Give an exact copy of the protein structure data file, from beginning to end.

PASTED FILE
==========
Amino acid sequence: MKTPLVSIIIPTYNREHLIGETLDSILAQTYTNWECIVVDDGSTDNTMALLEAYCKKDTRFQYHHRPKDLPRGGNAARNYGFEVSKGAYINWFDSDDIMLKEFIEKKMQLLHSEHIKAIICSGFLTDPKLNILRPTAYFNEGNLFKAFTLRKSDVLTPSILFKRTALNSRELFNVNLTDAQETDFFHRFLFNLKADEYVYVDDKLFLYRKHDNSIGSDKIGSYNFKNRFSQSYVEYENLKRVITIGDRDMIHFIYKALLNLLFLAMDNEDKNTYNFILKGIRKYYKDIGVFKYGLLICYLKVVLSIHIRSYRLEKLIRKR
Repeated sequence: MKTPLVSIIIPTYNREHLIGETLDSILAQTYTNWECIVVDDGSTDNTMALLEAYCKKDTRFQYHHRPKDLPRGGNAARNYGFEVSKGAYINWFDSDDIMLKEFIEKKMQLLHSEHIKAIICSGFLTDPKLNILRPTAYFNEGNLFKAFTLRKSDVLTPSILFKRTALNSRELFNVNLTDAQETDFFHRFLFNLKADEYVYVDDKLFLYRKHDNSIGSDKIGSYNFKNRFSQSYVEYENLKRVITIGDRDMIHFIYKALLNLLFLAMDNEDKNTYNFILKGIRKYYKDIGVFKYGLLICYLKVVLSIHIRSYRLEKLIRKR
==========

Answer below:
Amino acid sequence: MKTPLVSIIIPTYNREHLIGETLDSILAQTYTNWECIVVDDGSTDNTMALLEAYCKKDTRFQYHHRPKDLPRGGNAARNYGFEVSKGAYINWFDSDDIMLKEFIEKKMQLLHSEHIKAIICSGFLTDPKLNILRPTAYFNEGNLFKAFTLRKSDVLTPSILFKRTALNSRELFNVNLTDAQETDFFHRFLFNLKADEYVYVDDKLFLYRKHDNSIGSDKIGSYNFKNRFSQSYVEYENLKRVITIGDRDMIHFIYKALLNLLFLAMDNEDKNTYNFILKGIRKYYKDIGVFKYGLLICYLKVVLSIHIRSYRLEKLIRKR
Repeated sequence: MKTPLVSIIIPTYNREHLIGETLDSILAQTYTNWECIVVDDGSTDNTMALLEAYCKKDTRFQYHHRPKDLPRGGNAARNYGFEVSKGAYINWFDSDDIMLKEFIEKKMQLLHSEHIKAIICSGFLTDPKLNILRPTAYFNEGNLFKAFTLRKSDVLTPSILFKRTALNSRELFNVNLTDAQETDFFHRFLFNLKADEYVYVDDKLFLYRKHDNSIGSDKIGSYNFKNRFSQSYVEYENLKRVITIGDRDMIHFIYKALLNLLFLAMDNEDKNTYNFILKGIRKYYKDIGVFKYGLLICYLKVVLSIHIRSYRLEKLIRKR